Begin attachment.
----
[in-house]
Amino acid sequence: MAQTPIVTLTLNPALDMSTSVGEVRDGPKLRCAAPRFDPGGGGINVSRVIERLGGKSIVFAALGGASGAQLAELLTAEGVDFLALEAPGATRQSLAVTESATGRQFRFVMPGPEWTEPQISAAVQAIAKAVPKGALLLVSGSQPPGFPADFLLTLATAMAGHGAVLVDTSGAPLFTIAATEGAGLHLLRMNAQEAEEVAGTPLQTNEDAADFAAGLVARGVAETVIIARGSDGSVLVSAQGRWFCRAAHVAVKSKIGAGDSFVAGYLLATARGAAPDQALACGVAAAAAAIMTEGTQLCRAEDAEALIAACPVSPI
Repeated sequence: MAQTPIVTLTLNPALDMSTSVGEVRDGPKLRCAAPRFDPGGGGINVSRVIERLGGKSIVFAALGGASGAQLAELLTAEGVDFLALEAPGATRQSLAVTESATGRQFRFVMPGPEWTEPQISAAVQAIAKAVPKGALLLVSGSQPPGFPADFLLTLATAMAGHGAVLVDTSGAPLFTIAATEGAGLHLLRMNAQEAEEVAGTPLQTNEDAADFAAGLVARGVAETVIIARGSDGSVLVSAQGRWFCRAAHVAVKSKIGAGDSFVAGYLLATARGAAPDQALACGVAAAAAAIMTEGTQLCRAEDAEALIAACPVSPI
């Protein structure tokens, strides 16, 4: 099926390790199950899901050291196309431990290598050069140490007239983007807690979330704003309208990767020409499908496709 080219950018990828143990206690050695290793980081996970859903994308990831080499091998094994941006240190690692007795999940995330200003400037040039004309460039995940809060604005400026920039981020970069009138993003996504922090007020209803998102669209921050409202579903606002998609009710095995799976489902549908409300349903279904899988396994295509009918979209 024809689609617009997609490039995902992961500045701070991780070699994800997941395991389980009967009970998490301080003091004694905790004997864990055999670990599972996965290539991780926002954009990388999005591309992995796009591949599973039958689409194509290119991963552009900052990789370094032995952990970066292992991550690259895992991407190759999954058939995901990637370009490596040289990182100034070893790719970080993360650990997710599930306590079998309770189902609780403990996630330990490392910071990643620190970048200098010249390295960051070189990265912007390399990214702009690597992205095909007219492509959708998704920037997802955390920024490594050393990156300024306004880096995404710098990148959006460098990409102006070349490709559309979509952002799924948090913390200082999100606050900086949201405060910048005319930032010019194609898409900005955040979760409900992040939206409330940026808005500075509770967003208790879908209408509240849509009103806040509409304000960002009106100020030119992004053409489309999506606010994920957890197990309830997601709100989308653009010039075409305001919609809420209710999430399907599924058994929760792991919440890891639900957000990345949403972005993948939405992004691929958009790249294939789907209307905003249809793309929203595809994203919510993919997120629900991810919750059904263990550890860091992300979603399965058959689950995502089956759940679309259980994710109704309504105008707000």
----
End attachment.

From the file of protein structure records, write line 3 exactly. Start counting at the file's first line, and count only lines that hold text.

Repeated sequence: MAQTPIVTLTLNPALDMSTSVGEVRDGPKLRCAAPRFDPGGGGINVSRVIERLGGKSIVFAALGGASGAQLAELLTAEGVDFLALEAPGATRQSLAVTESATGRQFRFVMPGPEWTEPQISAAVQAIAKAVPKGALLLVSGSQPPGFPADFLLTLATAMAGHGAVLVDTSGAPLFTIAATEGAGLHLLRMNAQEAEEVAGTPLQTNEDAADFAAGLVARGVAETVIIARGSDGSVLVSAQGRWFCRAAHVAVKSKIGAGDSFVAGYLLATARGAAPDQALACGVAAAAAAIMTEGTQLCRAEDAEALIAACPVSPI